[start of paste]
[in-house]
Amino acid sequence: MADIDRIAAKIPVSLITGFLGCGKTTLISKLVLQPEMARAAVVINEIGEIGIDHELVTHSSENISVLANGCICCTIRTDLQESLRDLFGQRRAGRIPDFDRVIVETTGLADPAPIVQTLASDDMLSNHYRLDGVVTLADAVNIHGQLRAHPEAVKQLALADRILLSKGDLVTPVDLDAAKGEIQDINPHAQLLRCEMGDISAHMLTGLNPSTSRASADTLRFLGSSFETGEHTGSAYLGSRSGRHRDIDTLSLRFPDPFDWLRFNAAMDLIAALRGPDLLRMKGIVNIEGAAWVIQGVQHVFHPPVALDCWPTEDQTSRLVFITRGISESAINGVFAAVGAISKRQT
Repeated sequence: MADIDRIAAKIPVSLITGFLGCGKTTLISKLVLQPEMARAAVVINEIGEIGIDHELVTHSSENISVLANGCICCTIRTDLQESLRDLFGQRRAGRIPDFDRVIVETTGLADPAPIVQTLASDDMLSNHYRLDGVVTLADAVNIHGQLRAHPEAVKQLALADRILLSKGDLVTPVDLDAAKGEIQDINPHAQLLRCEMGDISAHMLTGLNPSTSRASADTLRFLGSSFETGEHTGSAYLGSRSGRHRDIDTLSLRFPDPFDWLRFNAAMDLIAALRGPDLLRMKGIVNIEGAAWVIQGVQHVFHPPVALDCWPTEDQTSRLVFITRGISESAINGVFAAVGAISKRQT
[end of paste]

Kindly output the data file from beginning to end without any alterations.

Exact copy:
[in-house]
Amino acid sequence: MADIDRIAAKIPVSLITGFLGCGKTTLISKLVLQPEMARAAVVINEIGEIGIDHELVTHSSENISVLANGCICCTIRTDLQESLRDLFGQRRAGRIPDFDRVIVETTGLADPAPIVQTLASDDMLSNHYRLDGVVTLADAVNIHGQLRAHPEAVKQLALADRILLSKGDLVTPVDLDAAKGEIQDINPHAQLLRCEMGDISAHMLTGLNPSTSRASADTLRFLGSSFETGEHTGSAYLGSRSGRHRDIDTLSLRFPDPFDWLRFNAAMDLIAALRGPDLLRMKGIVNIEGAAWVIQGVQHVFHPPVALDCWPTEDQTSRLVFITRGISESAINGVFAAVGAISKRQT
Repeated sequence: MADIDRIAAKIPVSLITGFLGCGKTTLISKLVLQPEMARAAVVINEIGEIGIDHELVTHSSENISVLANGCICCTIRTDLQESLRDLFGQRRAGRIPDFDRVIVETTGLADPAPIVQTLASDDMLSNHYRLDGVVTLADAVNIHGQLRAHPEAVKQLALADRILLSKGDLVTPVDLDAAKGEIQDINPHAQLLRCEMGDISAHMLTGLNPSTSRASADTLRFLGSSFETGEHTGSAYLGSRSGRHRDIDTLSLRFPDPFDWLRFNAAMDLIAALRGPDLLRMKGIVNIEGAAWVIQGVQHVFHPPVALDCWPTEDQTSRLVFITRGISESAINGVFAAVGAISKRQT